Premier League clubs have decided against a temporary halt to the season, according to reports on Monday, despite a surge in coronavirus cases that has forced mass postponements.
Just four of the weekend’s scheduled 10 games went ahead as Britain battles record numbers of positive Covid cases due to the new Omicron strain.
The Premier League board has been considering applications for postponements on a case-by-case basis but there has been criticism over the decision-making process, with fears it jeopardises the sporting integrity of the competition.
According to the Daily Mail, clubs were told at a meeting on Monday that no postponements would be permitted if 13 outfield players and one goalkeeper from their 25-man squad list were available.
Chelsea, who have fallen six points behind leaders Manchester City at the top of the table, asked to have Sunday’s match at Wolves called off but their plea was rejected despite seven positive Covid cases.
Title-chasing Liverpool also stumbled in a 2-2 draw at Tottenham, with a number of key players absent with coronavirus.
“We were put in a huge risk of health and safety to the players, not just because of Covid but also physically,” Chelsea boss Thomas Tuchel said on Sunday.
“From a medical point of view, I’m very worried because we have had four consecutive days of positive tests in the squad.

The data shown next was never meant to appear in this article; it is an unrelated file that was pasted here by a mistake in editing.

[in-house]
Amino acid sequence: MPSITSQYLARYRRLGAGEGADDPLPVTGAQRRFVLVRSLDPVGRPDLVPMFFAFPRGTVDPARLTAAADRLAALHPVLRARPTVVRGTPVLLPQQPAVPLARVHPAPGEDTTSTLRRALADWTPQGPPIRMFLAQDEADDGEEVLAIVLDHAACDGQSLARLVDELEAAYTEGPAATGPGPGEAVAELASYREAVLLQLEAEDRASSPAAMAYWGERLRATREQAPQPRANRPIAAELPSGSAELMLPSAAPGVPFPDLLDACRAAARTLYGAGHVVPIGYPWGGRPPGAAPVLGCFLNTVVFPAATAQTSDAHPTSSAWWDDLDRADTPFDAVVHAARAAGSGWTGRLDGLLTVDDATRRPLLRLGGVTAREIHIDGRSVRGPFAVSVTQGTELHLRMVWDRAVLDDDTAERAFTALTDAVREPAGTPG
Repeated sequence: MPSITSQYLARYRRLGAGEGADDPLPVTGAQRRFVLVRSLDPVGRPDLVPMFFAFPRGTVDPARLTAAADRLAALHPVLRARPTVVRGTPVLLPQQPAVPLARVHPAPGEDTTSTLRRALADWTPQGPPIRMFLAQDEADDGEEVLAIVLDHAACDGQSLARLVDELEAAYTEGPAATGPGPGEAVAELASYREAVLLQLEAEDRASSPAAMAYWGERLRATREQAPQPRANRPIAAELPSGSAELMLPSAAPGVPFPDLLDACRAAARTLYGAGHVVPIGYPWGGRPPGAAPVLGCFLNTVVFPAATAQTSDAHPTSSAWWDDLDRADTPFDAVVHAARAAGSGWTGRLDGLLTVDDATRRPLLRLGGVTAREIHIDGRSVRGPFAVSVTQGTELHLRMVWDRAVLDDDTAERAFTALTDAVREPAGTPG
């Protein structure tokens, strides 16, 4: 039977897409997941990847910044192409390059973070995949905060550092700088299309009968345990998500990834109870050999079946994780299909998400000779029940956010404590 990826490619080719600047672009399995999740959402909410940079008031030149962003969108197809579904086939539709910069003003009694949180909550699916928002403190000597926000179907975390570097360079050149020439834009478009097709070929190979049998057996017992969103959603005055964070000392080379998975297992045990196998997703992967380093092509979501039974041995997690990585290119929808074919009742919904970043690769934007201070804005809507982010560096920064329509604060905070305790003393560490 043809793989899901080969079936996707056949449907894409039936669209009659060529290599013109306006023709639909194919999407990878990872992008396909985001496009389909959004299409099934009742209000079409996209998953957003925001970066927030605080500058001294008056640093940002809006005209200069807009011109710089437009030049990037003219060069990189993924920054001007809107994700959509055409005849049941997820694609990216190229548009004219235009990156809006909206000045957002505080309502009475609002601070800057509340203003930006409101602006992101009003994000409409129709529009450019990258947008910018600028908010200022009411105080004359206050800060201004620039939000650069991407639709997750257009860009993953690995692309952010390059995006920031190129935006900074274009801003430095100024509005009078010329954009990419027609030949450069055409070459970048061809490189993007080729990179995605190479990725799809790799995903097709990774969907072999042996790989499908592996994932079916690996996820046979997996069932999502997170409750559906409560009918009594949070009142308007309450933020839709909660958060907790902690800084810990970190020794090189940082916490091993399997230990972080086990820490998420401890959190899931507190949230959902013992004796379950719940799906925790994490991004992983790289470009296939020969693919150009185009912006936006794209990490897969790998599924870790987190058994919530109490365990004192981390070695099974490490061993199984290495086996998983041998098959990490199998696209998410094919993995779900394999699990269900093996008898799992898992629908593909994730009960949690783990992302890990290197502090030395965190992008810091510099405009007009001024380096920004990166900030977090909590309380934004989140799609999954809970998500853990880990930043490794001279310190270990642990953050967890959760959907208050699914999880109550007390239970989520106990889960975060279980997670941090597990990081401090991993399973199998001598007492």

“How will this stop if we carry on and pretend it’s not happening? This is my opinion and it’s the medical opinion but it’s not the opinion of the Premier League, so we have to play.”
The crisis has come at the busiest time in the English football calendar, with Premier League sides each due to play three rounds of matches between December 26 and January 3.
Even a short circuit-breaker would put strain on the calendar, forcing clubs to cram in fixtures during the second half of the season.
But it appears a proposal to postpone the middle round of the festive fixtures from December 28-30 to give squads stretched by infections and injuries extra preparation time was dismissed at Monday’s meeting.
Rick Parry, chairman of the English Football League, which runs the three divisions below the Premier League, has said there is no “scientific evidence” that a firebreaker would work.
Scrapping FA Cup replays and the planned two-legged semi-final of the League Cup in January have been suggested as solutions to create space in the calendar.
Arsenal manager Mikel Arteta admitted his side were “lucky” to be in action this weekend as they thumped Leeds 4-1 and repeated his call for more transparency on the decision-making process.
The Gunners were forced to play at Brentford on the opening weekend of the season despite four players testing positive and lost the game 2-0.
“We want to play all under the same rules,” said Arteta. “That’s where I think they have to come forward. Whatever they decide is best for the competition has to be explained.”
Adding to the frustration over the perceived unfairness of call-offs is that some of the clubs with the best vaccination rates have been forced to play on.
Unvaccinated players still have to self-isolate for 10 days after coming into close contact with a positive case, which has further depleted a number of squads.
The Premier League has not released vaccination data since October, when only 68 percent of players were double-vaccinated, while 81 percent had received one dose.
Leeds, who have a 99 percent vaccination rate among players and staff according to chief executive Angus Kinnear, had to give debuts to two teenagers and name a 15-year-old on the bench due to an injury crisis for Saturday’s defeat by Arsenal.